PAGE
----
Growth prospects good for Eastern Europe

  • 2011-01-13
  • From wire reports

VILNIUS - Western European government bonds are riskier than emerging-market debt for the first time as investors brace for 1.1 trillion U.S. dollars of borrowings from euro-region countries this year, reports Bloomberg. “Concerns about the periphery are dragging down Western Europe,” said Harpreet Parhar, a strategist at Credit Agricole in London. “Emerging markets have solid growth stories and are not directly weighed down by peripheral issues,” the expert pointed out.

Europe’s developing nations will grow 3.1 percent this year, according to forecasts by the International Monetary Fund. That’s more than double the 1.5 percent eurozone expansion shown in a Bloomberg survey of economists.
Credit-default swaps on junk-rated Ukraine and Romania are among the world’s best-performing government-linked contracts in the last three months, while Greece, Ireland and Spain are the worst performing, CMA prices show. Investors are shunning the debt of countries including Spain and Portugal as austerity measures fail to reassure bondholders that they can meet their obligations.

Swaps on Ireland, which agreed to an 85 billion euro rescue package last quarter, rose to a record 640 basis points (6.4 percent) last week, CMA prices show. That is up from 448 basis points on Oct. 7, and means it costs 640,000 dollars annually to insure ten million dollars of debt for five years.

Swaps on Greece rose 273 basis points to 1,023 in the past three months, and Spain increased 120 to 346. Ukraine fell 37.5 to 474.5, while Romania dropped 21.5 to 295.5, CMA prices show.

Ireland will this year post the widest deficit in the EU at 10.3 percent of gross domestic product, following 2010’s 32.3 percent, according to the European Commission. Some Irish banks’ bonds are no longer accepted as loan collateral by the Swiss National Bank after Moody’s Investors Service lowered the country’s credit rating by five levels, to Baa1, on Dec. 17.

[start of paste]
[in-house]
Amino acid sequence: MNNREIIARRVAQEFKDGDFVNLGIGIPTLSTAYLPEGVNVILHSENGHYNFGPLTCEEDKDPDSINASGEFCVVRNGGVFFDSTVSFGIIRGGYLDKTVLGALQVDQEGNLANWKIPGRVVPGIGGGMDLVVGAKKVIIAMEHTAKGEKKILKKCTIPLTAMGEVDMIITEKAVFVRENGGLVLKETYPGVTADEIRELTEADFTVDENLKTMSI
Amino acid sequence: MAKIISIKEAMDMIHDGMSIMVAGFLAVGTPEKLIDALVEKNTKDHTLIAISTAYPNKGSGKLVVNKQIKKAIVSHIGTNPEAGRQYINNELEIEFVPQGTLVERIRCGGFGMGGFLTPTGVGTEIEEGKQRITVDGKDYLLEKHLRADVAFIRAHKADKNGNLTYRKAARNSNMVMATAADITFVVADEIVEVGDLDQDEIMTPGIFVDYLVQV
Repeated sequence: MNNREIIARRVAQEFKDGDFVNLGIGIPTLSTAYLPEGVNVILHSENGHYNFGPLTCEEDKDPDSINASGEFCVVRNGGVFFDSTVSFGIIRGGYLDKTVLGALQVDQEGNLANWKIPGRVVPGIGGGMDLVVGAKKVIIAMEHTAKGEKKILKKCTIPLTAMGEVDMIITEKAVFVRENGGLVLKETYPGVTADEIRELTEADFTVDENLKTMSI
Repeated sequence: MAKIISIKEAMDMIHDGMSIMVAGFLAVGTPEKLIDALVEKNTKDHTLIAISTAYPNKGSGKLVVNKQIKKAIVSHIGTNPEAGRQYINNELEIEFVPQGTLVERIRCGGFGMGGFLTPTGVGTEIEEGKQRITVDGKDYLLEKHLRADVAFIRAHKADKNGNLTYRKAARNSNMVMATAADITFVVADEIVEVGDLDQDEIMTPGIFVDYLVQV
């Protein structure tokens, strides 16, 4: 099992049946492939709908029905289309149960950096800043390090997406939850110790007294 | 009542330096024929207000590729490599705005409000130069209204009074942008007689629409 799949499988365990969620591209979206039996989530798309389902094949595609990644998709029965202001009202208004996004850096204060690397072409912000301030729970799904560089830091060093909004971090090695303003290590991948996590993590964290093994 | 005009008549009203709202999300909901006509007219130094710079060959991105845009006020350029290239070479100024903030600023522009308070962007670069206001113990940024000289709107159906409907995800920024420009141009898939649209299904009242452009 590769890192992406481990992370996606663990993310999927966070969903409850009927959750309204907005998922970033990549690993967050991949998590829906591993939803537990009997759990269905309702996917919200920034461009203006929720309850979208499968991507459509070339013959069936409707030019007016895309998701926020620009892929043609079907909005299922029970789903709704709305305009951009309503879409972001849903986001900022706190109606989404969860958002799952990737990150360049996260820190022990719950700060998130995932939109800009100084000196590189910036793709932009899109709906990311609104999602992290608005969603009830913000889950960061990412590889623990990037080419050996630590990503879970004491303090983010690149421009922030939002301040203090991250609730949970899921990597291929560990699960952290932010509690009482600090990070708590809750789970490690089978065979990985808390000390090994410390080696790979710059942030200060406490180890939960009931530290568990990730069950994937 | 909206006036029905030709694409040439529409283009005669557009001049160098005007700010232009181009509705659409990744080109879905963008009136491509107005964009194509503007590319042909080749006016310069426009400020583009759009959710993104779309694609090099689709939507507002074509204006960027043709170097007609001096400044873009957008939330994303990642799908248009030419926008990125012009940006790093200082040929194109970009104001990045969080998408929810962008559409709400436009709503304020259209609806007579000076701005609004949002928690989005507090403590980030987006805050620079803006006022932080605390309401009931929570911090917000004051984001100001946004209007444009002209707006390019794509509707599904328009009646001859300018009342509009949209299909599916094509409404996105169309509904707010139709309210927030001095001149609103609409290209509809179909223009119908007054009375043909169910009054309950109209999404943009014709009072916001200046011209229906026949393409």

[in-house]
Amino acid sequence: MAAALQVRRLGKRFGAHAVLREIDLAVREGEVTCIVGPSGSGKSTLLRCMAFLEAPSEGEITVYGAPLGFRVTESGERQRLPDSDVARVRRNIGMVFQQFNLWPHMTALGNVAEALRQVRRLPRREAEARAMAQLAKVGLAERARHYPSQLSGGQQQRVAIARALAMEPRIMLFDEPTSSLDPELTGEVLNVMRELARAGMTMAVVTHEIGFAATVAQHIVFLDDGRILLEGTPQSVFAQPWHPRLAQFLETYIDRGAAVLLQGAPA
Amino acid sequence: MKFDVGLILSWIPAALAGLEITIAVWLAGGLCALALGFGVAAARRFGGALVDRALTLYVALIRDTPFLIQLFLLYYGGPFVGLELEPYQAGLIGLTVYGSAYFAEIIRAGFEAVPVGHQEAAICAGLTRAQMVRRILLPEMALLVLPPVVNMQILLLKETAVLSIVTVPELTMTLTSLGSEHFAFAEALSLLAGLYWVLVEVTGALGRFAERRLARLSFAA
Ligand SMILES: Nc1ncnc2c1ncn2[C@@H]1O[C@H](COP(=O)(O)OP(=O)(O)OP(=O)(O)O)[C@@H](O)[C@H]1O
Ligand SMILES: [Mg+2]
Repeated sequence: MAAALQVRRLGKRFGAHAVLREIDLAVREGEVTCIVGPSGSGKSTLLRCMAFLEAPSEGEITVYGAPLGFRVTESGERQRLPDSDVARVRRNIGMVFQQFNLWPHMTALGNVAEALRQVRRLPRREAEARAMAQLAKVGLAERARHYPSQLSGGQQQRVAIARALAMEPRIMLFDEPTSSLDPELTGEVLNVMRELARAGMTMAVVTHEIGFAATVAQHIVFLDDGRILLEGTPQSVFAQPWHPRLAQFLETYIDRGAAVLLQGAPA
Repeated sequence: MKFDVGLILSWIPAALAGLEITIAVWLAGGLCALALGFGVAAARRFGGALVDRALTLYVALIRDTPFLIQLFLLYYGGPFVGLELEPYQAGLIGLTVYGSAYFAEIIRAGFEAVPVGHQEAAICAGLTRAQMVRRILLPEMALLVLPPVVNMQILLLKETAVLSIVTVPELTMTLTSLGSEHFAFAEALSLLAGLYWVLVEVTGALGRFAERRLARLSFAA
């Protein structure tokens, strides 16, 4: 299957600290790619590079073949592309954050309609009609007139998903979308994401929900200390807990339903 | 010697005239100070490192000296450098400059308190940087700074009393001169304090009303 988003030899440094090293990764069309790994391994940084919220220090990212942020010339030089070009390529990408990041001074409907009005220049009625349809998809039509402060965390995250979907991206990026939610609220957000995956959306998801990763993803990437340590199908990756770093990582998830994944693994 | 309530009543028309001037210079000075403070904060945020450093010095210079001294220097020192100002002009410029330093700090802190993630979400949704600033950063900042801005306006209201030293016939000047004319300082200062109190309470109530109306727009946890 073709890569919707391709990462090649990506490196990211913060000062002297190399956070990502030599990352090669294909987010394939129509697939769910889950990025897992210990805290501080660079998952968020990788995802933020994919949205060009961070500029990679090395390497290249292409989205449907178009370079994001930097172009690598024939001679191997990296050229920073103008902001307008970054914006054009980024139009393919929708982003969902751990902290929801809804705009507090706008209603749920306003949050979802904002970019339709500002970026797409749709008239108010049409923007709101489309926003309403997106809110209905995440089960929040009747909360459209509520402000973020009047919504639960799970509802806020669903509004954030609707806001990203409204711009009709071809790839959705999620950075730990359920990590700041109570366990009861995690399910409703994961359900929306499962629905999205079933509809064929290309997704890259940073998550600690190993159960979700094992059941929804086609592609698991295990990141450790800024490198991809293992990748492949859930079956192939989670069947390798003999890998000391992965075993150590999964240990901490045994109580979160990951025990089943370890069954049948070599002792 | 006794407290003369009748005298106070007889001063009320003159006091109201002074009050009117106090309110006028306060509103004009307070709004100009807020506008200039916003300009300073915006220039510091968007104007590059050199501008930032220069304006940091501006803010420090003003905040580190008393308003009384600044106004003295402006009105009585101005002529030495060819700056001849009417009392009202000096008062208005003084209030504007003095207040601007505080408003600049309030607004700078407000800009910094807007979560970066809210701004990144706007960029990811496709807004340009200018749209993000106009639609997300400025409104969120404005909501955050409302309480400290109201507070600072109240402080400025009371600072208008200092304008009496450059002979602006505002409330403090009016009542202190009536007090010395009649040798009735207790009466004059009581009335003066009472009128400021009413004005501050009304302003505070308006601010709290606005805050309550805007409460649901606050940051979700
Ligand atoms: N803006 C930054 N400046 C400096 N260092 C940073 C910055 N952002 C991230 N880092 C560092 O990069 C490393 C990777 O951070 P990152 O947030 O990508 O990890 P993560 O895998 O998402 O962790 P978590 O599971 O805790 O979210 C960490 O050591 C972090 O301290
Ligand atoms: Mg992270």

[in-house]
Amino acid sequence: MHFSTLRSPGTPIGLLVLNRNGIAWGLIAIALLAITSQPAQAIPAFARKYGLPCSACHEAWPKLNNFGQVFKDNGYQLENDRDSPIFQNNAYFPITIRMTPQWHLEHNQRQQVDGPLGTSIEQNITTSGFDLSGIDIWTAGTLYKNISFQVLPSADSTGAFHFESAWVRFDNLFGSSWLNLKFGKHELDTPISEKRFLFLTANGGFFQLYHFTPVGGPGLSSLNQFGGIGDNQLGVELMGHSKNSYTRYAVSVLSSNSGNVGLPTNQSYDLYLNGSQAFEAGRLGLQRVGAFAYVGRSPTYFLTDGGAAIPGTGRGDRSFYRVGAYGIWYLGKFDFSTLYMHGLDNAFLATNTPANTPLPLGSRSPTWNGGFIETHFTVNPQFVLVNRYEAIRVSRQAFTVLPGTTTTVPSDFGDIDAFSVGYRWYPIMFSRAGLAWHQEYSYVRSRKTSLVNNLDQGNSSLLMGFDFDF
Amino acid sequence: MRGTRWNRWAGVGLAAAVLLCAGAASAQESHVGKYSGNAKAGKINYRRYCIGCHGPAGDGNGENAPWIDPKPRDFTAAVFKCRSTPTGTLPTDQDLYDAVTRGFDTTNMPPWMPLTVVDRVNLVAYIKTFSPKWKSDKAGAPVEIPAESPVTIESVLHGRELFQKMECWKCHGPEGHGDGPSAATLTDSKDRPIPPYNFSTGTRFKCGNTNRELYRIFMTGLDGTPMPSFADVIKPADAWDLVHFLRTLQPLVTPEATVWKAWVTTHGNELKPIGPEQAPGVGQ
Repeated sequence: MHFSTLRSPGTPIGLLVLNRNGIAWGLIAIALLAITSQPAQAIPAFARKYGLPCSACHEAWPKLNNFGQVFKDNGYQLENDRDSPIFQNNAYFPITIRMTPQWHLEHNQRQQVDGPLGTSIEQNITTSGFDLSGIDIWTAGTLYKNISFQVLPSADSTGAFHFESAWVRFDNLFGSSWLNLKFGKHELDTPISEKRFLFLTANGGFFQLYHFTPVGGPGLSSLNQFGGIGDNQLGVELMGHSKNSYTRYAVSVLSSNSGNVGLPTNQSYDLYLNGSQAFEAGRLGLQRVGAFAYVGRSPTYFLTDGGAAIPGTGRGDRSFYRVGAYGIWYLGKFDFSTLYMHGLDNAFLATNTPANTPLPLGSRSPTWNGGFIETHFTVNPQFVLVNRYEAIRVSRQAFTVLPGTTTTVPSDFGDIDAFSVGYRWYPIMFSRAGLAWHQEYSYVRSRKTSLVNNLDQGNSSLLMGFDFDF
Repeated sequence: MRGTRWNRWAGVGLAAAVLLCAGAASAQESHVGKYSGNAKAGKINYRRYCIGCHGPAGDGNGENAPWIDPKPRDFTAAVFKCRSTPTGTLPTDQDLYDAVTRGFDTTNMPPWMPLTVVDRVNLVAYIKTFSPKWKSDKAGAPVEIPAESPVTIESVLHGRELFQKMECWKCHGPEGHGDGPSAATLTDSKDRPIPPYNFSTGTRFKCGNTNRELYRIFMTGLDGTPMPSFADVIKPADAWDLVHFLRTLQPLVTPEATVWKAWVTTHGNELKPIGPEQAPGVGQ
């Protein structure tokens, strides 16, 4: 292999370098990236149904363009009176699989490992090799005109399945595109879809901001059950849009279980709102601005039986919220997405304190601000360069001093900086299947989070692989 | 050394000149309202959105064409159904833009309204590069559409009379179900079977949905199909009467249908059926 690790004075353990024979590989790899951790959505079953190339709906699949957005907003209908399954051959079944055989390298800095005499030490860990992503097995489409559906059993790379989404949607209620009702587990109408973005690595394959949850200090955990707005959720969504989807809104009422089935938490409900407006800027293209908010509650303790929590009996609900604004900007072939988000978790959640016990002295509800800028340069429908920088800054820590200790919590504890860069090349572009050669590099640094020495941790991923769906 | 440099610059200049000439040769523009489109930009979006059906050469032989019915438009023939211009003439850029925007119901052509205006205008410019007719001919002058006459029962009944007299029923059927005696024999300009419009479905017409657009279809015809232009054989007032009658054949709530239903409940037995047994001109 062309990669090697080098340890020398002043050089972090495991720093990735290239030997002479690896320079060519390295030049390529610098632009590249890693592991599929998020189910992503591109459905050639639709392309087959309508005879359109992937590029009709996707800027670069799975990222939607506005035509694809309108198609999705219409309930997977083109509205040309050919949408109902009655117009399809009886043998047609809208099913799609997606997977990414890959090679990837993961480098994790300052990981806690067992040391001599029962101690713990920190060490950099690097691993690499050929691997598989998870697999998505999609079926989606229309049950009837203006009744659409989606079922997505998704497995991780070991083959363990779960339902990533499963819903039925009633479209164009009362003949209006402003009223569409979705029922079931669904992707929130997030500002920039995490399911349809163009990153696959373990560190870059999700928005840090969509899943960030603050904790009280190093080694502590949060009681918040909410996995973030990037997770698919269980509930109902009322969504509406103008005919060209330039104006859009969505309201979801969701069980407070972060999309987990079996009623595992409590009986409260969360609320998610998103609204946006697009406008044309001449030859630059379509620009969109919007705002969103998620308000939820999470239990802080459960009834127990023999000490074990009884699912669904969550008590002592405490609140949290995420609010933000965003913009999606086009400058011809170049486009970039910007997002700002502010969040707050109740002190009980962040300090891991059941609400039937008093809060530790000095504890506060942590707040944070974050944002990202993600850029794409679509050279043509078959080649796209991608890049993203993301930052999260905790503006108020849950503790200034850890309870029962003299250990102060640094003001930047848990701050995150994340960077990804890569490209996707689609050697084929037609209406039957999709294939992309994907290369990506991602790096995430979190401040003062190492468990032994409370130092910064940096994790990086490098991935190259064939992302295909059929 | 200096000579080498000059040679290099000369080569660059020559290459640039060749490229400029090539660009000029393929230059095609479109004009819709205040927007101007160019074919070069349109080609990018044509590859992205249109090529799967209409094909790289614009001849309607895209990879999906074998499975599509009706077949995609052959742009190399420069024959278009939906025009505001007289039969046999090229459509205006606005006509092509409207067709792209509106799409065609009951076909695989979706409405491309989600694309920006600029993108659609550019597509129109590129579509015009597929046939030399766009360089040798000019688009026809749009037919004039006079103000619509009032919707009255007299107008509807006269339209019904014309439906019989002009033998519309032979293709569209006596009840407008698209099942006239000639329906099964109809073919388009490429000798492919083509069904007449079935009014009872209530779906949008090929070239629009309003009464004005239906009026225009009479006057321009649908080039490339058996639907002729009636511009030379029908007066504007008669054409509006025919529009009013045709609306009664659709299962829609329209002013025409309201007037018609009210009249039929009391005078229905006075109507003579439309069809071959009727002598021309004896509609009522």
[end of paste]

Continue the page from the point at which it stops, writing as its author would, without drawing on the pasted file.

“People are still wary that issues remain unresolved in the financial sector,” said Christian Weber, an analyst at UniCredit in Munich. “That weighs on national budgets and poses a risk to the solvency of peripheral countries.”

Portugal, which intends to sell as much as 20 billion euros in bonds to finance its budget and redemptions this year, sold 500 million euros of bills with a yield of 3.686 percent on Jan. 5, up from 2.045 percent at a sale of similar maturity securities in September. Swaps on Portugal cost 517.5 basis points, near the Nov. 30 record of 543.

Countries such as Bulgaria, Lithuania and Kazakhstan are faring better than their advanced neighbors because they have less debt and avoided the plunge in real estate prices that plagued the West.
“Emerging markets as a group weathered the global recession better than advanced economies. Many have seen growth bounce back during the past year, and they seem poised for high growth in coming years,” the IMF wrote in a report published on its Web site last month.

The MSCI Emerging Markets Index of stocks gained 16 percent in 2010, beating the 8.6 percent increase for Europe’s Dow Jones Stoxx 600 Index and the 12.8 percent gain by the Standard & Poor’s 500 Index in the U.S.
Developing European governments were most affected by contagion from the sovereign debt crisis, the IMF said. Countries in the Middle East and Africa, which are also included in Markit Group Ltd.’s CEEMEA index, fared better.

That index has declined 11 basis points, to 206, since it started trading on Jan. 20, 2010, CMA prices show. Markit’s Western Europe index rose 129 basis points to 213 in the same period. Credit-default swaps pay the buyer face value in exchange for the underlying securities or the cash equivalent should a borrower fail to adhere to its debt agreements.